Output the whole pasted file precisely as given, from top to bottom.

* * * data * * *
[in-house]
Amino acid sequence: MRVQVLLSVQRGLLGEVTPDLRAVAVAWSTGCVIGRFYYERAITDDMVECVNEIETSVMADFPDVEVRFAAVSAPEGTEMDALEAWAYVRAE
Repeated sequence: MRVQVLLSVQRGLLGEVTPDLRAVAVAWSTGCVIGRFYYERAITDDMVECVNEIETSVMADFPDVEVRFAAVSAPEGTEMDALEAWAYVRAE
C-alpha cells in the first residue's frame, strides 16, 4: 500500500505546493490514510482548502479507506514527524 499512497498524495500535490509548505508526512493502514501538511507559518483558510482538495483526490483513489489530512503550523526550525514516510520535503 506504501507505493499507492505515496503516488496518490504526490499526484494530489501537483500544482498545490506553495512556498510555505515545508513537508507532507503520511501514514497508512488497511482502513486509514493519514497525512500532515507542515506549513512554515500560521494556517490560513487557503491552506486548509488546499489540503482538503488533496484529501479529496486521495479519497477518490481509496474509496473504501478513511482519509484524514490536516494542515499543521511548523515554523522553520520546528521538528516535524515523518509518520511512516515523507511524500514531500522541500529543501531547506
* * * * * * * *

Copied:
[in-house]
Amino acid sequence: MRVQVLLSVQRGLLGEVTPDLRAVAVAWSTGCVIGRFYYERAITDDMVECVNEIETSVMADFPDVEVRFAAVSAPEGTEMDALEAWAYVRAE
Repeated sequence: MRVQVLLSVQRGLLGEVTPDLRAVAVAWSTGCVIGRFYYERAITDDMVECVNEIETSVMADFPDVEVRFAAVSAPEGTEMDALEAWAYVRAE
C-alpha cells in the first residue's frame, strides 16, 4: 500500500505546493490514510482548502479507506514527524 499512497498524495500535490509548505508526512493502514501538511507559518483558510482538495483526490483513489489530512503550523526550525514516510520535503 506504501507505493499507492505515496503516488496518490504526490499526484494530489501537483500544482498545490506553495512556498510555505515545508513537508507532507503520511501514514497508512488497511482502513486509514493519514497525512500532515507542515506549513512554515500560521494556517490560513487557503491552506486548509488546499489540503482538503488533496484529501479529496486521495479519497477518490481509496474509496473504501478513511482519509484524514490536516494542515499543521511548523515554523522553520520546528521538528516535524515523518509518520511512516515523507511524500514531500522541500529543501531547506